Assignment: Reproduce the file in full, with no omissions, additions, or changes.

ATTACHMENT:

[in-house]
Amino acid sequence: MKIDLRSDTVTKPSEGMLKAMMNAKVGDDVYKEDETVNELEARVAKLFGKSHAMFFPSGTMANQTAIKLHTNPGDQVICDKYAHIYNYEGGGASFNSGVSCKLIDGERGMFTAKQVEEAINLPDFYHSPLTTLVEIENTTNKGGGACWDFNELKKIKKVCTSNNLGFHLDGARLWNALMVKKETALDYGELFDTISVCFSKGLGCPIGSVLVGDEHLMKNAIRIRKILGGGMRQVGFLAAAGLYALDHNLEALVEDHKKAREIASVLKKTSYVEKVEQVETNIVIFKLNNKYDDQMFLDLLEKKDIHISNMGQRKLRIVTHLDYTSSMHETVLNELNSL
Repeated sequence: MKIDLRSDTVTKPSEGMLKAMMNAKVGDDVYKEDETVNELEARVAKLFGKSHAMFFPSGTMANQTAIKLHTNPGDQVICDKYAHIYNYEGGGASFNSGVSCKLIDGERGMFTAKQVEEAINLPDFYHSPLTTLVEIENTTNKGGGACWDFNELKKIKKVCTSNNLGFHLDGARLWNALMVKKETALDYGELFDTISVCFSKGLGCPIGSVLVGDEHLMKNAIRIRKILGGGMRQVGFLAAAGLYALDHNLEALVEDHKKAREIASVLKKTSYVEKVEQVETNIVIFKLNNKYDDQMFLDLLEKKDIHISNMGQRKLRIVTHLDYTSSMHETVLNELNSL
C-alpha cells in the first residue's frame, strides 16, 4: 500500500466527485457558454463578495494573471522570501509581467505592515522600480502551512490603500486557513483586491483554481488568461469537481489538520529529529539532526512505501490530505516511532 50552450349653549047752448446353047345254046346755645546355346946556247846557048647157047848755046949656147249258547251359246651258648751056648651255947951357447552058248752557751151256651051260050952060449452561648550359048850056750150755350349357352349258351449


[in-house]
Amino acid sequence: MKIDLRSDTVTKPSEGMLKAMMNAKVGDDVYKEDETVNELEARVAKLFGKSHAMFFPSGTMANQTAIKLHTNPGDQVICDKYAHIYNYEGGGASFNSGVSCKLIDGERGMFTAKQVEEAINLPDFYHSPLTTLVEIENTTNKGGGACWDFNELKKIKKVCTSNNLGFHLDGARLWNALMVKKETALDYGELFDTISVCFSKGLGCPIGSVLVGDEHLMKNAIRIRKILGGGMRQVGFLAAAGLYALDHNLEALVEDHKKAREIASVLKKTSYVEKVEQVETNIVIFKLNNKYDDQMFLDLLEKKDIHISNMGQRKLRIVTHLDYTSSMHETVLNELNSL
Repeated sequence: MKIDLRSDTVTKPSEGMLKAMMNAKVGDDVYKEDETVNELEARVAKLFGKSHAMFFPSGTMANQTAIKLHTNPGDQVICDKYAHIYNYEGGGASFNSGVSCKLIDGERGMFTAKQVEEAINLPDFYHSPLTTLVEIENTTNKGGGACWDFNELKKIKKVCTSNNLGFHLDGARLWNALMVKKETALDYGELFDTISVCFSKGLGCPIGSVLVGDEHLMKNAIRIRKILGGGMRQVGFLAAAGLYALDHNLEALVEDHKKAREIASVLKKTSYVEKVEQVETNIVIFKLNNKYDDQMFLDLLEKKDIHISNMGQRKLRIVTHLDYTSSMHETVLNELNSL
C-alpha cells in the first residue's frame, strides 16, 4: 500500500466527485457558454463578495494573471522570501509581467505592515522600480502551512490603500486557513483586491483554481488568461469537481489538520529529529539532526512505501490530505516511532 50552450349653549047752448446353047345254046346755645546355346946556247846557048647157047848755046949656147249258547251359246651258648751056648651255947951357447552058248752557751151256651051260050952060449452561648550359048850056750150755350349357352349258351449